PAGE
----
The phage-inducible chromosomal islands: a family of highly evolved molecular parasites

Penades, J. R. and Christie, G. E. (2015) The phage-inducible chromosomal islands: a family of highly evolved molecular parasites. Annual Review of Virology, 2(1), pp. 181-201. (doi: 10.1146/annurev-virology-031413-085446)

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The phage-inducible chromosomal islands (PICIs) are a family of highly mobile genetic elements that contribute substantively to horizontal gene transfer, host adaptation, and virulence. Initially identified in Staphylococcus aureus, these elements are now thought to occur widely in gram-positive bacteria. They are molecular parasites that exploit certain temperate phages as helpers, using a variety of elegant strategies to manipulate the phage life cycle and promote their own spread, both intra- and intergenerically. At the same time, these PICI-encoded mechanisms severely interfere with helper phage reproduction, thereby enhancing survival of the bacterial population. In this review we discuss the genetics and the life cycle of these elements, with special emphasis on how they interact and interfere with the helper phage machinery for their own benefit. We also analyze the role that these elements play in driving bacterial and viral evolution.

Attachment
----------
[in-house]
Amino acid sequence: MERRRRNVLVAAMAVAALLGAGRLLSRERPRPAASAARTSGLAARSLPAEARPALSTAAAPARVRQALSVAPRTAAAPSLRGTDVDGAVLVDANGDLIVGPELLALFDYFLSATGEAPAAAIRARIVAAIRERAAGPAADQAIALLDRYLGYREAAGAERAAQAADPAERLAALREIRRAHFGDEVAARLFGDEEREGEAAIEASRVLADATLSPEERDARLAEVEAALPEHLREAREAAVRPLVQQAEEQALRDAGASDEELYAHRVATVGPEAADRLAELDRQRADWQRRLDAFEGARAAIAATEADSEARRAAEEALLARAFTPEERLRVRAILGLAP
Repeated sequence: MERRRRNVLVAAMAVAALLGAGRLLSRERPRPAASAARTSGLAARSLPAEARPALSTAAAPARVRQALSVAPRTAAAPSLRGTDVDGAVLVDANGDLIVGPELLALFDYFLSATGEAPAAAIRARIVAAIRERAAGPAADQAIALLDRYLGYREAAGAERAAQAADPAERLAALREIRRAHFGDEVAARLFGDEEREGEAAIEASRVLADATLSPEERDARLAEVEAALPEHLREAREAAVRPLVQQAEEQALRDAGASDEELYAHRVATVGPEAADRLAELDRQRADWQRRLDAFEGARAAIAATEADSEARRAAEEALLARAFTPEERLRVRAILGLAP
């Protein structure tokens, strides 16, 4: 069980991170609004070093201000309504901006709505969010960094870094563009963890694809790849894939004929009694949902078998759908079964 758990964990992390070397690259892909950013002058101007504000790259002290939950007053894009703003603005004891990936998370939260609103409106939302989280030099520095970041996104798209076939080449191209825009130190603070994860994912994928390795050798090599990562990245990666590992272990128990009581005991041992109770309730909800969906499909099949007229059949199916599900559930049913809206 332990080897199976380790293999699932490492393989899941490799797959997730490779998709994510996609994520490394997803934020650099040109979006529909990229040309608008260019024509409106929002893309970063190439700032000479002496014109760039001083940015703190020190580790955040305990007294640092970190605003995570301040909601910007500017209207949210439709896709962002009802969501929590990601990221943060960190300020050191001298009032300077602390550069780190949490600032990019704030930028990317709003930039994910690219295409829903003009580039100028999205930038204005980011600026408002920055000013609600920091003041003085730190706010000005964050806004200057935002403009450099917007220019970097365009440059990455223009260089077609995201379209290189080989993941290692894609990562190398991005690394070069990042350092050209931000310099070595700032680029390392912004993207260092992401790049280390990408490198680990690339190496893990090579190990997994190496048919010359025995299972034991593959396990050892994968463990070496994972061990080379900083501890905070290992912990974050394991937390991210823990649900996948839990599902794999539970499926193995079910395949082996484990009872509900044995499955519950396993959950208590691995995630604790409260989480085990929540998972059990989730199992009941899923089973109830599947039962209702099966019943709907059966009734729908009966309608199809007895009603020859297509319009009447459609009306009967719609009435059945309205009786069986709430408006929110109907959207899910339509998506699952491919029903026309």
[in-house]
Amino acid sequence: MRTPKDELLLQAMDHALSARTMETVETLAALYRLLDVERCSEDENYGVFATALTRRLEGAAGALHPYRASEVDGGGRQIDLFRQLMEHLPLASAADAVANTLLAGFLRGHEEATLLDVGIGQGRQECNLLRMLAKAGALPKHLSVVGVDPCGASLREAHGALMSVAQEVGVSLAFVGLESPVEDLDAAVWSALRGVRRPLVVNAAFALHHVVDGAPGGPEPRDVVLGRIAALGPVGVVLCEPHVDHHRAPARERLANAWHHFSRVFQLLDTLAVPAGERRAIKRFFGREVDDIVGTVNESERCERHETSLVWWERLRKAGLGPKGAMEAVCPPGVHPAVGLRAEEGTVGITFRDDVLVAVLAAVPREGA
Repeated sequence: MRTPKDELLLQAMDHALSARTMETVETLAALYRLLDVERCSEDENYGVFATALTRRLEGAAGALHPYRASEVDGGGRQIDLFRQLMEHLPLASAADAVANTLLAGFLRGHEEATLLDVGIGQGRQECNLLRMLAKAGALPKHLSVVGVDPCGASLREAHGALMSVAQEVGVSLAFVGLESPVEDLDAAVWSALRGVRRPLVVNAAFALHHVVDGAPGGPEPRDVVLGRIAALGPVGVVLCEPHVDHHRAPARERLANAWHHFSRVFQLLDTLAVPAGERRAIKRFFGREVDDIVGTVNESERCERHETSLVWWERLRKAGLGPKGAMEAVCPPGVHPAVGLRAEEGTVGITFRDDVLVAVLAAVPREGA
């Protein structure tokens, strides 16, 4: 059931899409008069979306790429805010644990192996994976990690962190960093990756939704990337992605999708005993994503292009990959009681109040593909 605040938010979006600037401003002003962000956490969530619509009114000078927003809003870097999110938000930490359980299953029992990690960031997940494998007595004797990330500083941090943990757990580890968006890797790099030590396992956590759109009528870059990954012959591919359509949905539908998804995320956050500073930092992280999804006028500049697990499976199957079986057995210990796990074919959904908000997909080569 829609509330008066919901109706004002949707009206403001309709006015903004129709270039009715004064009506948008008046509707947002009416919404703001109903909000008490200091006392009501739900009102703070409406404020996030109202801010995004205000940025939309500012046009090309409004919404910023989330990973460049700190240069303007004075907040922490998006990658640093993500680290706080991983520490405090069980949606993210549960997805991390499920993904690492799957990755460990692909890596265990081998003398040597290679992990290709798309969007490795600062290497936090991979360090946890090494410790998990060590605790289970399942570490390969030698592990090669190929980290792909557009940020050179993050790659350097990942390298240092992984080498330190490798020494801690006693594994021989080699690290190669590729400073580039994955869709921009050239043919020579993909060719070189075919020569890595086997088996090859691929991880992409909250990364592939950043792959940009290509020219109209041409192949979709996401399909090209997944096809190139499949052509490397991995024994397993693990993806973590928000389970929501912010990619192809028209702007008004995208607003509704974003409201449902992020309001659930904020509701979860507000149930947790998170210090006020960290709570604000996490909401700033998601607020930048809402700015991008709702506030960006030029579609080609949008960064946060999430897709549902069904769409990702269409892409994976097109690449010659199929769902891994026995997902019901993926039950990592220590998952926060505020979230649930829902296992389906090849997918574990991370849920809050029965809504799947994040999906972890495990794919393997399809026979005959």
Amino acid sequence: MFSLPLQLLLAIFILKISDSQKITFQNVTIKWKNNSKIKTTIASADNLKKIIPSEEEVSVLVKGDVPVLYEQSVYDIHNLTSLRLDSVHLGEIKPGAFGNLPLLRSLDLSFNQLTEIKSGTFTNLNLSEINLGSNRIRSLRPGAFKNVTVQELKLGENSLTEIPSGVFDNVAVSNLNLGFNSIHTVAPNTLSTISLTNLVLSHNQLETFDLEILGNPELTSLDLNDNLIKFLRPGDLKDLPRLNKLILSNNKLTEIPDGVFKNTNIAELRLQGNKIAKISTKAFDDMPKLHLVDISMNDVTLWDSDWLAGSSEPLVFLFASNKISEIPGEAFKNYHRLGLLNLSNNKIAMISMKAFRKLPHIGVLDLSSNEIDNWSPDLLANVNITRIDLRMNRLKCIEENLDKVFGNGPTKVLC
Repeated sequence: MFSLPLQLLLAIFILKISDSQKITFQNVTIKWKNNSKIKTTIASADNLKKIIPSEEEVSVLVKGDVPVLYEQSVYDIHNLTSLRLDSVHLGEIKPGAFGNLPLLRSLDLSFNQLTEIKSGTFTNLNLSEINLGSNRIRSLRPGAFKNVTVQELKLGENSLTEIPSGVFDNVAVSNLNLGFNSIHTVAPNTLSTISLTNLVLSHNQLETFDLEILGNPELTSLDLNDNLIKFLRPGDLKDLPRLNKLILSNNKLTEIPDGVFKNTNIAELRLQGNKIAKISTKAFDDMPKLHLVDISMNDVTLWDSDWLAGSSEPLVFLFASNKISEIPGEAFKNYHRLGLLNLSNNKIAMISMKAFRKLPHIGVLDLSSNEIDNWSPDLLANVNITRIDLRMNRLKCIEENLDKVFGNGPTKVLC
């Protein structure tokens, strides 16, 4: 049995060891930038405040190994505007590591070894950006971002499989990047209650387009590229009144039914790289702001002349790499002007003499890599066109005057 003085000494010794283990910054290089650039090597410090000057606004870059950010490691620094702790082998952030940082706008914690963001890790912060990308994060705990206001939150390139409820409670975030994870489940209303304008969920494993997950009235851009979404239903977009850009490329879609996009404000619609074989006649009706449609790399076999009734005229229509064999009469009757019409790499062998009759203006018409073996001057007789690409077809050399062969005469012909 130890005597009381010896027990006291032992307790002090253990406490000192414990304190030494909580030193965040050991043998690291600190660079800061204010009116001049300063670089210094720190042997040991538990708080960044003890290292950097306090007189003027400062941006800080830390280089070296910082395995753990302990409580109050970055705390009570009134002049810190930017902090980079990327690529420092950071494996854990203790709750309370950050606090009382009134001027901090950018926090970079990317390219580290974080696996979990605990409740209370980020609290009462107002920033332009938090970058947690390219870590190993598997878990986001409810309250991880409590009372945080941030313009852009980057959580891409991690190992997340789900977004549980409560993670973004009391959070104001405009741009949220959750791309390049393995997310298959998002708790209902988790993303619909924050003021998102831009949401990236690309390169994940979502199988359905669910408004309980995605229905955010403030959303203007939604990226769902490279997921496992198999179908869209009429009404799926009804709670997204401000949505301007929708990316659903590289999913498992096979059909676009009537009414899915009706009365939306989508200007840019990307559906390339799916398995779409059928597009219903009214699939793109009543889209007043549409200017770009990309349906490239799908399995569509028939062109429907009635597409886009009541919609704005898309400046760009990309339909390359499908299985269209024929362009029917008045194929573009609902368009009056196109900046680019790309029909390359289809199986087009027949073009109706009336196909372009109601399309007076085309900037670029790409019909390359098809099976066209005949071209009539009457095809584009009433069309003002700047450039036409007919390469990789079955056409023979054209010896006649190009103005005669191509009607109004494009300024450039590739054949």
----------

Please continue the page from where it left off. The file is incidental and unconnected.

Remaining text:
Item Type:Articles
Glasgow Author(s) Enlighten ID:Penades, Prof Jose R
Authors: Penades, J. R., and Christie, G. E.
College/School:College of Medical Veterinary and Life Sciences > Institute of Infection Immunity and Inflammation
Journal Name:Annual Review of Virology
Publisher:Annual Reviews
ISSN (Online):2327-0578

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